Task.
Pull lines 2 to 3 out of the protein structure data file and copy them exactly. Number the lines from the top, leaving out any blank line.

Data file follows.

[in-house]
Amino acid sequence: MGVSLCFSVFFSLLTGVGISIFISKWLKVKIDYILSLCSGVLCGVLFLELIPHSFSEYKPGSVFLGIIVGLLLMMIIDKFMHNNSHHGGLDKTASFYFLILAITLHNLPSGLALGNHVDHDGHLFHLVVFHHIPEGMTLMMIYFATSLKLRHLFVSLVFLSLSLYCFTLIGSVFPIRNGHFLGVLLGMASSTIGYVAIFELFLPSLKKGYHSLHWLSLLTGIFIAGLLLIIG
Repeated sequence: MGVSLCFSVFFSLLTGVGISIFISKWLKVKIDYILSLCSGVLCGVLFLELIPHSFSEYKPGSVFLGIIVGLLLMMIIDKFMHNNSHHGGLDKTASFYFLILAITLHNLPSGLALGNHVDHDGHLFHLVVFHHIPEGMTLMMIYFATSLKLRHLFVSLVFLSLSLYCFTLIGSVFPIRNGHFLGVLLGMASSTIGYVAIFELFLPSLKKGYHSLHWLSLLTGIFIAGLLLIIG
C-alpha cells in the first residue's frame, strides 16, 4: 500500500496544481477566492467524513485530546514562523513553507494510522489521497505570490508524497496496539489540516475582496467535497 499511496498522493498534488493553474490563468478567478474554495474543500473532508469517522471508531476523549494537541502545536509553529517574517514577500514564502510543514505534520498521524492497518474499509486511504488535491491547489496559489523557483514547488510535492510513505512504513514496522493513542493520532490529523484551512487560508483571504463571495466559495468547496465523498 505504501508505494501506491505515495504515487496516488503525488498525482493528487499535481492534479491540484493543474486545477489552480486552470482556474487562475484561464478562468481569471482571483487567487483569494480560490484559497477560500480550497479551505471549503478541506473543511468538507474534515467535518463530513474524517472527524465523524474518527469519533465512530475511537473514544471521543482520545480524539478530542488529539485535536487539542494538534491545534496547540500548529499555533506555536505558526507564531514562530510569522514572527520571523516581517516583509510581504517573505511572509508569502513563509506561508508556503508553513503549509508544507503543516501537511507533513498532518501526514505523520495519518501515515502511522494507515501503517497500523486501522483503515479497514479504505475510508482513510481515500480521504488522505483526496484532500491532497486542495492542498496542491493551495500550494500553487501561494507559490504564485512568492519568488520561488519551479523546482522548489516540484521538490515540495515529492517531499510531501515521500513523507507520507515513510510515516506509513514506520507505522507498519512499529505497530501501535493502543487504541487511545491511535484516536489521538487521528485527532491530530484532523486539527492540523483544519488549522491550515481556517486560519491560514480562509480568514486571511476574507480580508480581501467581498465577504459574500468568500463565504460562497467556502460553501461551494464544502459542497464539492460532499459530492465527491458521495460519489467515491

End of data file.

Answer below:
Amino acid sequence: MGVSLCFSVFFSLLTGVGISIFISKWLKVKIDYILSLCSGVLCGVLFLELIPHSFSEYKPGSVFLGIIVGLLLMMIIDKFMHNNSHHGGLDKTASFYFLILAITLHNLPSGLALGNHVDHDGHLFHLVVFHHIPEGMTLMMIYFATSLKLRHLFVSLVFLSLSLYCFTLIGSVFPIRNGHFLGVLLGMASSTIGYVAIFELFLPSLKKGYHSLHWLSLLTGIFIAGLLLIIG
Repeated sequence: MGVSLCFSVFFSLLTGVGISIFISKWLKVKIDYILSLCSGVLCGVLFLELIPHSFSEYKPGSVFLGIIVGLLLMMIIDKFMHNNSHHGGLDKTASFYFLILAITLHNLPSGLALGNHVDHDGHLFHLVVFHHIPEGMTLMMIYFATSLKLRHLFVSLVFLSLSLYCFTLIGSVFPIRNGHFLGVLLGMASSTIGYVAIFELFLPSLKKGYHSLHWLSLLTGIFIAGLLLIIG